“They got away with it” in 2010, says Democratic state Rep. Rafael Anchía, who chairs the Mexican American Legislative Caucus, referencing the last time the GOP aggressively gerrymandered maps. “So I suspect that whatever the net increase in seats, they’ll all be Republican.” Texas Republicans are well-versed in the art of using partisan and racial gerrymandering to counteract the forces of demographic change.

On top of that, congressional Democrats in the traditionally deep-blue Rio Grande Valley are also bracing for Republicans to come after them. After Trump fueled a surprising boom in Republican turnout along the border, Congressmen Cuellar, Vicente Gonzalez, and Filemon Vela are concerned that Republicans smell blood in the water and will try to redraw one of their districts in a way that would favor a GOP challenger. Gonzalez, whose district includes most of Hidalgo County, may be a prime target; he pulled in barely 50 percent of the vote in 2020. He told Politico that he’s considering hiring a lawyer who specializes in redistricting to advocate for him in Austin. 

Redistricting in Texas is always a heated event—and this time doubly so as lawmakers will have to return to Austin in the dead of summer. 

What We’re Reading:

Governor Abbott pushes for strong COVID-19 liability protections for businesses

At a “listening session” with construction industry representatives in San Antonio, Abbott said that he plans to aggressively push lawmakers to enact laws protecting businesses against COVID-19-related lawsuits from employees and customers. A cadre of corporate trade groups and tort-reform advocates like the Texas Civil Justice League—which is currently drafting legislation—have been calling for such measures since the pandemic began. / Texas Tribune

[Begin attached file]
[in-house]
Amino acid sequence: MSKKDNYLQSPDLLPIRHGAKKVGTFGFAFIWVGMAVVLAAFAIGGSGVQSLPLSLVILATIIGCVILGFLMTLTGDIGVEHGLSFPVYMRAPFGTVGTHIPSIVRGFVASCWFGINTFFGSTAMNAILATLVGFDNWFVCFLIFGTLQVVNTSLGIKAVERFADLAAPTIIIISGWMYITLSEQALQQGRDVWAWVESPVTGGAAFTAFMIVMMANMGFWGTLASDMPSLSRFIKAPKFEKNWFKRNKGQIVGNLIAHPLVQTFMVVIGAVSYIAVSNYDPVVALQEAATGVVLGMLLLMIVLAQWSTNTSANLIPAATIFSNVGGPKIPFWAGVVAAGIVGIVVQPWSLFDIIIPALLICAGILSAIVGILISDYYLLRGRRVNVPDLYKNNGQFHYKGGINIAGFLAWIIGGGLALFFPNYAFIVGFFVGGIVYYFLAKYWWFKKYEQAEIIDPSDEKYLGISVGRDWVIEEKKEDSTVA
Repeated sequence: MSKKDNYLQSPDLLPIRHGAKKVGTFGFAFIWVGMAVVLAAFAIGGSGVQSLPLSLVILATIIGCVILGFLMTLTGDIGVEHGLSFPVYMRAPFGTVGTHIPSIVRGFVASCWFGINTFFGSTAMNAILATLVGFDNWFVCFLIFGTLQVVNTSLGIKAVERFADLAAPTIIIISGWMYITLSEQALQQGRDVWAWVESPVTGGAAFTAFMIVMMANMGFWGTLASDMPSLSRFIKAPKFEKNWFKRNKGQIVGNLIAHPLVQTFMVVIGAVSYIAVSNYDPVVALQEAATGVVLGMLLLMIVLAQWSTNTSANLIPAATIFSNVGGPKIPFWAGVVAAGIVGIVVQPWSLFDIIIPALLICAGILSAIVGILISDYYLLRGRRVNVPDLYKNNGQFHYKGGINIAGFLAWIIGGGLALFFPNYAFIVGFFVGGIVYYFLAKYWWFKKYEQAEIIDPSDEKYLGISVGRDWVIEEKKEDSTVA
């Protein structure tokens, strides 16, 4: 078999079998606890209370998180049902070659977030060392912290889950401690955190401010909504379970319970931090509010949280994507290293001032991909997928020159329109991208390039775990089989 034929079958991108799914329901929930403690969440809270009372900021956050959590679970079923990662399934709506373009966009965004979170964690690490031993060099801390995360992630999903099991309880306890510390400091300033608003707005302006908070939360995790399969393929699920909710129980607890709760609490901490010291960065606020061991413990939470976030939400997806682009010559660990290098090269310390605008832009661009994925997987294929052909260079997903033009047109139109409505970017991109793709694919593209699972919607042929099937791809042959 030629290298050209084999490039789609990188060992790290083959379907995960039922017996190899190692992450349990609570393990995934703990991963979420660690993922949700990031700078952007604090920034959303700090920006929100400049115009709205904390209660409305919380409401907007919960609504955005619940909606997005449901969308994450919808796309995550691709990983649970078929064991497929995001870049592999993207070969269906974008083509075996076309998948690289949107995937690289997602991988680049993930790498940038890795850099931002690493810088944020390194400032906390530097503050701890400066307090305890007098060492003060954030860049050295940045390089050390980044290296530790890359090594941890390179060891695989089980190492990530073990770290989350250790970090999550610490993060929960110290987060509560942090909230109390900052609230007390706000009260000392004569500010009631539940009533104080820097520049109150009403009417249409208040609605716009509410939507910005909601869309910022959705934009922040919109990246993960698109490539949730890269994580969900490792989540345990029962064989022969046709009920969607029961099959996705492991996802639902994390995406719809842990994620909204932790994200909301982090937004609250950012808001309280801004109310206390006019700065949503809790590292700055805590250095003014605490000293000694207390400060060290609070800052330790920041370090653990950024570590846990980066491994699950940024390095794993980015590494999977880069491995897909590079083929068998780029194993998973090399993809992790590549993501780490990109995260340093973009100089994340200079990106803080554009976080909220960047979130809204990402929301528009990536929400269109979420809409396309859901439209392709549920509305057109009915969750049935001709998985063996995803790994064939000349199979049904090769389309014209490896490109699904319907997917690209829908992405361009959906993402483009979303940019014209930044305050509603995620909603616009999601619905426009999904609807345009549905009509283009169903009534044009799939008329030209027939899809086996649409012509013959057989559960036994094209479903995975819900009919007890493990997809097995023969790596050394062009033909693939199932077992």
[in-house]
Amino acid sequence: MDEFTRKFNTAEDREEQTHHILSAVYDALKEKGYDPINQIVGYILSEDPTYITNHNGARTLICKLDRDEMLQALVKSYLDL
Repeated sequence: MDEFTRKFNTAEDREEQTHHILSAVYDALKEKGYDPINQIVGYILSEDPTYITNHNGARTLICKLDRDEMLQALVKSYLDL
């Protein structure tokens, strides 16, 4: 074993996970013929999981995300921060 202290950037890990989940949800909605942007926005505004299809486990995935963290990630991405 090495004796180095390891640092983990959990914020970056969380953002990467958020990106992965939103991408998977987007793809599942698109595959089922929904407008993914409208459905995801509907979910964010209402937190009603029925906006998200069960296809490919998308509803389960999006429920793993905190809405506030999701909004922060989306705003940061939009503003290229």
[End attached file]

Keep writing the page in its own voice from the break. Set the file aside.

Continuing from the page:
Texas takes on Biden but Republicans keep distance from Attorney General Paxton

The state’s more than 100 GOP legislators were asked if they have confidence in Attorney General Ken Paxton, who has vowed to lead the legal fight against the Biden White House while also under FBI investigation for alleged bribery and abuse of power. Only two lawmakers responded, affirming their support. / Associated Press

COVID-19 pandemic concerns force Texas Gov. Greg Abbott into a televised State of the State speech

The governor typically gives his State of the State address in the Texas House chamber before all three branches of state government in attendance. But Abbott has opted to give his speech at a small business—without an audience—that will be broadcast across the state during primetime. The governor is expected to announce his “emergency items,” which under the state constitution are the only bills that the Legislature can vote on in the first 60 days of session. / Dallas Morning News 

The late Sheldon Adelson’s gambling empire pushes forward with goal to bring casinos to Texas